But that leads to a more important matter: Justice trumps freedom -- in fact, justice is the framework without which freedom cannot even exist. Many libertarians I know don't get this because of their obsessive focus on "freedom"; however, not even God grants absolute freedom because to do so would compromise His sovereignty -- which He will never relinquish.

On his album "Slow Train Coming," the then-active Christian Bob Dylan had a song "Gotta Serve Somebody." That concept still applies because there's always some authority over us, and it's time libertarians accepted that their "freedom" is by definition limited.

Saturday, June 5, 2010

'Smooth jazz' -- on its way out?

"Contemporary jazz" -- roughly, an amalgam of rock/funk rhythms, pop melodies and jazz improvisation -- first caught my ear as a teenager. I was predisposed to it because, in addition to the pop music I heard in the 1970s, I was reared on a steady diet of jazz thanks to my late jazz-musician father.

So when the then-novel "smooth jazz" radio format began to gain steam in the 1990s, with Pittsburgh getting a station in 1996, I was enthused. Two years later, I began covering it for the Pittsburgh Post-Gazette and got to meet a number of musicians.

But Pittsburgh lost its station in 1999, and I've heard that the format is dying all over the country.

In retrospect, I think I know what's been happening. It's the natural outgrowth of a change in radio culture over the past few decades -- more about ratings (that is, money) and less about the music. Ironically, I would say that the focus on ratings actually drives them down eventually.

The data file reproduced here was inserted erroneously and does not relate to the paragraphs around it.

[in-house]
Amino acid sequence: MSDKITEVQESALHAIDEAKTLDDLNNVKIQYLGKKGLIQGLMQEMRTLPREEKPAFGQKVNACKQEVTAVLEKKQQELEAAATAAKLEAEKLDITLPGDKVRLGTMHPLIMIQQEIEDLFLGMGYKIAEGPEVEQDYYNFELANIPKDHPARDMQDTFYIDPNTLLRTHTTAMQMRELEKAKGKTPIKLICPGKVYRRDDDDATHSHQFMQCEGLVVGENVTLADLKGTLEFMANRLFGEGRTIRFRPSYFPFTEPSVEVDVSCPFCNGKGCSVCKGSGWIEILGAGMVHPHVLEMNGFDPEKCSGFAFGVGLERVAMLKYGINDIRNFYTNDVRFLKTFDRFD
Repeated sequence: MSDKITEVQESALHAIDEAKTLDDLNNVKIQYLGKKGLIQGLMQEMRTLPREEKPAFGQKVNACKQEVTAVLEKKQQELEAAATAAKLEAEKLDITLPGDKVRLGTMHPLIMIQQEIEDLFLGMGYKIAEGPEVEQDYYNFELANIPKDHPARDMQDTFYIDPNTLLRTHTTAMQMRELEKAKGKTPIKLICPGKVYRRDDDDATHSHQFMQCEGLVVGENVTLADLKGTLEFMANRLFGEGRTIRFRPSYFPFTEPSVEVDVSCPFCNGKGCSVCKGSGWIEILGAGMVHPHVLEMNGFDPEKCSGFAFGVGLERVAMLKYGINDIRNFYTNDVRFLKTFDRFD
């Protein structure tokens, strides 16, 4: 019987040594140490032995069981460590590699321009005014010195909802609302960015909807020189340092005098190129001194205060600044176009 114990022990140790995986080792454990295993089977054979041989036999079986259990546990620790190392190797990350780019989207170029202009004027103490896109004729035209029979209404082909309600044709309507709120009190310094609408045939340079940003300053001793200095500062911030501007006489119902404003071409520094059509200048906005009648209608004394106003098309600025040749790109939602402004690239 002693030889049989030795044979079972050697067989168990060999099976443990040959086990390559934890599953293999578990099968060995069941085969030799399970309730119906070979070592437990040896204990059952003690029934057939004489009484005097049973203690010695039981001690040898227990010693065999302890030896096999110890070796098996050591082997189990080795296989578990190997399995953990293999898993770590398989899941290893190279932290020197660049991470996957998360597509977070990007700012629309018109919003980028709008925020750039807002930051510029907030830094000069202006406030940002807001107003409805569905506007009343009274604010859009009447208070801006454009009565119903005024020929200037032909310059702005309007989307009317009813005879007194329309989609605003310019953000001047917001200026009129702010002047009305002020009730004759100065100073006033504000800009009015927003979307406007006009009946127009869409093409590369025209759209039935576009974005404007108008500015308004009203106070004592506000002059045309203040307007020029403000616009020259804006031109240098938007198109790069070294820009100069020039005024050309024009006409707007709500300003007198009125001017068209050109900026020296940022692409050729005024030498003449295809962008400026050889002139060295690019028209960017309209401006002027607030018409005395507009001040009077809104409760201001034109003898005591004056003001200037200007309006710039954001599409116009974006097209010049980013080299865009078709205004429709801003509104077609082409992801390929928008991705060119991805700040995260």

Have you noticed, for example, that fewer and fewer stations have live DJ's who tell you what's playing? That's often because the music is piped in by satellite and isn't locally-produced. More "efficient," perhaps, but less emotional connection to whatever's being played. (Heck, the on-air personalities may not even know what's being played.)

Then, you'll notice the playlists on smooth-jazz stations. The format ignores good music from the past from folks like Chuck Mangione, Spyro Gyra, Tom Scott and Bob James; meanwhile, you'll hear Celine Dion, Whitney Houston, Phil Collins and Sting, only the latter two with even a tenuous connection to jazz. Many of these jazz festivals started inviting R&B stars, which turned off the people who really wanted to hear their favorite jazz artists.

Another problem is that the format is pretty much here-today, gone-tomorrow anyway, playing few, if any, classic tunes that stand the test of time -- not even Kenny G has come up with anything that has stuck ("Songbird" notwithstanding). I can't think of any smooth-jazz equivalent to "Chameleon," "Mr. Magic" or "Everybody Loves the Sunshine," which not only audiences know but also musicians can and will play. I have a CD in my car with James' "Westchester Lady"; that tune was recorded nearly 40 years ago and he still plays it live.

So maybe the demise of the format isn't such a bad thing after all. Jim DeCesare, the host of the late, lamented local radio show "Jazzz[sic] Impressions," said in an interview with me some years ago, "They didn't do it right." At one time, about two-thirds of the albums I bought I first heard on his show -- and he always gave background information to the listener, which I ate up.

I think that's what needs to happen today -- more connections to the audiences and less focus on ad dollars. The result should be not only better, more appropriate music but also more money because more people would be listening. I certainly would.